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    To Melanie:

    You’re right about engagement. My goal, when it comes to blogging, is to gain a following. This is it, I do not care about money or any of that. What I care about are followers. And, the only way to do that is to engage with other bloggers.

    Where was I going with this comment? Here it is:

    I agree with you in being engaged and I just wanted to let you know that I click the reply button – if the conversation needs to continue. Sometimes it takes me a while to reply, but I get it done.

    Also, click the reply button is fun if I’m in a debate!

    • Thanks for dropping in, Jonathan — great to meet you!

      I’m definitely a “reply” kind of gal. Like you say, “if the conversation needs to continue”.

      Love your blogging goal …

      ” … to gain a following.”

      Your head is screwed on straight … no question about it. As bloggers, our highest priority is to create a “loyal readership”. Otherwise, what’s the point?

      I get the feeling you enjoy getting involved in debates. Maybe you should consider a sideline career in politics. LOL 😉

  • Melanie,
    You’re right. I see those requests and think that I’ll respond later when I have time. But then I forget about it later. The best part about the web is the relationships with interesting people and you can’t get those without responding. So I’m going to try doing that more often. Thanks for the reminder!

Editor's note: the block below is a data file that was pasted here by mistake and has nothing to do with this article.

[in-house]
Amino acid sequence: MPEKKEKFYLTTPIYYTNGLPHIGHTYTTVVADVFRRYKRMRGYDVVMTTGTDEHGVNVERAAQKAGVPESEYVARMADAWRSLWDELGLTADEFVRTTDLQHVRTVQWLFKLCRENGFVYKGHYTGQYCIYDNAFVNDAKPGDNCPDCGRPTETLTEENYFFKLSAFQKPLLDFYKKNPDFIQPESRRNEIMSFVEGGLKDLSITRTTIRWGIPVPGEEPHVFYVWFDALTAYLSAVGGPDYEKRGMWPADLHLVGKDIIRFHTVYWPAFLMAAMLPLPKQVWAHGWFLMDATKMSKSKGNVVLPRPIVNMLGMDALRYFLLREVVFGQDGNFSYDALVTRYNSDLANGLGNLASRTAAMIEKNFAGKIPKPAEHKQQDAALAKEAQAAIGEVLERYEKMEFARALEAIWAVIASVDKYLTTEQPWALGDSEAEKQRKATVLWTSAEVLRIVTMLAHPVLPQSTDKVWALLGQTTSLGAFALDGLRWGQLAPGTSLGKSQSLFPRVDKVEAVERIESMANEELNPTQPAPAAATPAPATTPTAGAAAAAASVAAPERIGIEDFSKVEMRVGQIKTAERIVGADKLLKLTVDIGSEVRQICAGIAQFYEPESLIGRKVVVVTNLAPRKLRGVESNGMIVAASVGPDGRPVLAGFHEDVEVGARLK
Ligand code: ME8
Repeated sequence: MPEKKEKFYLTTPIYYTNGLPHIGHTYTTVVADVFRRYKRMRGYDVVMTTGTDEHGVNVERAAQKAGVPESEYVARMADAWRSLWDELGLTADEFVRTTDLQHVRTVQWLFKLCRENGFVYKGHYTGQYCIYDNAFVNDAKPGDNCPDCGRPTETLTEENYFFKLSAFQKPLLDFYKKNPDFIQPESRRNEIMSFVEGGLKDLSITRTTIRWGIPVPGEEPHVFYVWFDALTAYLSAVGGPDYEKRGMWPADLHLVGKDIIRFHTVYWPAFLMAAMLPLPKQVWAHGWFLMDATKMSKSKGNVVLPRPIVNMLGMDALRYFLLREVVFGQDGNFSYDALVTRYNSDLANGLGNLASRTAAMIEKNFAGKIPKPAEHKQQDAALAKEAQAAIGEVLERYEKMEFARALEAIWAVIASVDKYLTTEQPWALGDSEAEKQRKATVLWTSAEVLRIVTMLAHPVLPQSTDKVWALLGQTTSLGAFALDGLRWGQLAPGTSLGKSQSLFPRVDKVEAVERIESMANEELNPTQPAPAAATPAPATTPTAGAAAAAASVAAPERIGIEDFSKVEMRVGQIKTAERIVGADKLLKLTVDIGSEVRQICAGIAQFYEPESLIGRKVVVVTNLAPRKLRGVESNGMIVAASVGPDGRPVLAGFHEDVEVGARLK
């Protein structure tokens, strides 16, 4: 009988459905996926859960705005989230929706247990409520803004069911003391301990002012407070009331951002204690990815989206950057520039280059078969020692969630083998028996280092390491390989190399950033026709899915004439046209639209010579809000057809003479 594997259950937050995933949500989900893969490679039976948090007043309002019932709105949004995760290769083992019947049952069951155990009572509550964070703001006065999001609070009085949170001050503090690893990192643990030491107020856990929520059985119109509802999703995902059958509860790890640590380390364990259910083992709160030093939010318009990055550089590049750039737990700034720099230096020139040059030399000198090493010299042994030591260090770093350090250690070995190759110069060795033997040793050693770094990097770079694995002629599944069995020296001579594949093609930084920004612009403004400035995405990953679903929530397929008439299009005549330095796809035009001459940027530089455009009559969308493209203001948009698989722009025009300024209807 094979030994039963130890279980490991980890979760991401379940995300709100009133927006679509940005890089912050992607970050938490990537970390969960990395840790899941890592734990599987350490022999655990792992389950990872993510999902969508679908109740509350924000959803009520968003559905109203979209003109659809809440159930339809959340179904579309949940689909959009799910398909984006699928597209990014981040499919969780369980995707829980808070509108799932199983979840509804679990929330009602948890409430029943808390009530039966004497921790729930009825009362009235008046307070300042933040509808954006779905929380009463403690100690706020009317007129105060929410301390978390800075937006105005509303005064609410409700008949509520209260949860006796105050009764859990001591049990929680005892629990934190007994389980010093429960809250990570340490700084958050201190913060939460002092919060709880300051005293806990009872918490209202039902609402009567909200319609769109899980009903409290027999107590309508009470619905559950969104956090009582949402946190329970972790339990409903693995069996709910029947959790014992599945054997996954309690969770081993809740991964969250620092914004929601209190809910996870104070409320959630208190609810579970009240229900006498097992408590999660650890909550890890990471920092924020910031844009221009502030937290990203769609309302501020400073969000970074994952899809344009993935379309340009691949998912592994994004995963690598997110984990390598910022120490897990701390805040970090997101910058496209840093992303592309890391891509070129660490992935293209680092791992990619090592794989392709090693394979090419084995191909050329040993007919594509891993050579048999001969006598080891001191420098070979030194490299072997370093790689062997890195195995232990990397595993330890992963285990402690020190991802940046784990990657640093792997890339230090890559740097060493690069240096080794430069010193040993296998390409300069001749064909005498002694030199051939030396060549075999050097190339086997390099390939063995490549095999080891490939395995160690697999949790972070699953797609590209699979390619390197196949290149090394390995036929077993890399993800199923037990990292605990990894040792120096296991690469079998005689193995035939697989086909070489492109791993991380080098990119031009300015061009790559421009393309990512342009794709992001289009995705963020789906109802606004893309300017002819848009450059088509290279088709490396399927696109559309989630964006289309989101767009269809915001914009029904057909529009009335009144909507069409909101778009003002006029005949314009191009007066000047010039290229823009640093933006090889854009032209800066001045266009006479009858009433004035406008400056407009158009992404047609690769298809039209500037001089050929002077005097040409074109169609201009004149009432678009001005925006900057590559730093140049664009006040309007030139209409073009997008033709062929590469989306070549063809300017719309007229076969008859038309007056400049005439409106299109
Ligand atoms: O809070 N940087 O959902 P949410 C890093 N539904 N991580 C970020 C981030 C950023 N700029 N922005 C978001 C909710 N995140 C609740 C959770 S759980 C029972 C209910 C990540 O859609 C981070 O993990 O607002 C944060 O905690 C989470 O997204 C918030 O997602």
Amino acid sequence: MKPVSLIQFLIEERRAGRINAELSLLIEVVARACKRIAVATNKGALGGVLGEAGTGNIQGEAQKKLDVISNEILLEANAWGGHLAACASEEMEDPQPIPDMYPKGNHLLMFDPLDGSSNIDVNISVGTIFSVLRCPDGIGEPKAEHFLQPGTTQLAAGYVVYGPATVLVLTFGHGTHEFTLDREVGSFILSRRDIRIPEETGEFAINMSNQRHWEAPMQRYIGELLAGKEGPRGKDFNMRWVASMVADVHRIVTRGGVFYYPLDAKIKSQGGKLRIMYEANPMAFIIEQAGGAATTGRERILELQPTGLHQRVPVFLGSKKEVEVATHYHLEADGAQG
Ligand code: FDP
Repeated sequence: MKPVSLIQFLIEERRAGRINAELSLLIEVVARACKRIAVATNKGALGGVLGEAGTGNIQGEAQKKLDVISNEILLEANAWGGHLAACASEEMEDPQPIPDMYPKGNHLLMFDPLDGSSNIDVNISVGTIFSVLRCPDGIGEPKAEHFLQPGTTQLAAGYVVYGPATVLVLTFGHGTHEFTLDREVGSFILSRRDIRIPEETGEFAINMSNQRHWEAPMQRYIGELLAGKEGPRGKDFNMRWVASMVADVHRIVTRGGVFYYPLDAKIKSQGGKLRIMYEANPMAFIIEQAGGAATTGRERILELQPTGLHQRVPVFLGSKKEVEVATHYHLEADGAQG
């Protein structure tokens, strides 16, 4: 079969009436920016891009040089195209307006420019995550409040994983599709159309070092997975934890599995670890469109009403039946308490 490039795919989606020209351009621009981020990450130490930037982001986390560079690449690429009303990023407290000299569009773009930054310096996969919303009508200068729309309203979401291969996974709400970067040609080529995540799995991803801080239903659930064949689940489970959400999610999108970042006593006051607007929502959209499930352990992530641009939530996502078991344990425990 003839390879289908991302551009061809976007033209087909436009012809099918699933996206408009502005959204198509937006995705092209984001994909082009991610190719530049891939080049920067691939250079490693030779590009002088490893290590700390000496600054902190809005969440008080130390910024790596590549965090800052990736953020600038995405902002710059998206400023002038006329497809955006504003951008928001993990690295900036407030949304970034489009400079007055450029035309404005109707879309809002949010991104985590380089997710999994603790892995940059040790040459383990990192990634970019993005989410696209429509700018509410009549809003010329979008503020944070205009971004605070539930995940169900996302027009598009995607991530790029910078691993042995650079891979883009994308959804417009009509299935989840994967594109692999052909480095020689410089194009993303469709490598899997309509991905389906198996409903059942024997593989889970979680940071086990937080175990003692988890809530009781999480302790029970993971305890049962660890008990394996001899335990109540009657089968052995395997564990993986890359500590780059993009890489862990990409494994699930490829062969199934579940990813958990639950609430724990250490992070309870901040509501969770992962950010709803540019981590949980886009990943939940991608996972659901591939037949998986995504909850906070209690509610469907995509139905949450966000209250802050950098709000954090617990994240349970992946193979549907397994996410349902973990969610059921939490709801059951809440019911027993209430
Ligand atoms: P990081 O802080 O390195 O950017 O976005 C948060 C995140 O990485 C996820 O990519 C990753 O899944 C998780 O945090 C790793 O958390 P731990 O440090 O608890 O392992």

• Hey Ann — thanks so much for knocking on my door today!

      I’m with you …

      Sometimes I have the BEST of intentions of heading back to an email request or a plea on social media to give my feedback on something. Well, I have a hard enough time keeping up with daily emails and social media updates as it is!

      If I don’t respond to a call to action … immediately … chances are really good I won’t answer the call at all.

      I enjoyed filling out your survey. I thought the questions were awesome! And as someone who’s “past a half a hundred” in age, I could definitely relate to your survey. Thanks for including me. 🙂

      I’m glad my post has provided you with a gentle little reminder that we all need to be more mindful of wonderful opportunities to engage with one another and learn from each other, as well.

      Hope you’ll return again soon!

  • Melanie – since reading this article, I’ve been proactive about hitting the “reply” button. Obviously I don’t respond to each and every one, and I only respond when I have some feedback or relevant comment to make. But this new “engagement” approach has been fruitful for 2012 already.

    I received a newsletter in my in-box, and was impressed by how well it was designed, so I sent back a few words of appreciation and praise.

    I didn’t reply to the newsletter with any pre-set expectations (but I do always include the links to my different blogs), and I was thrilled to receive this response: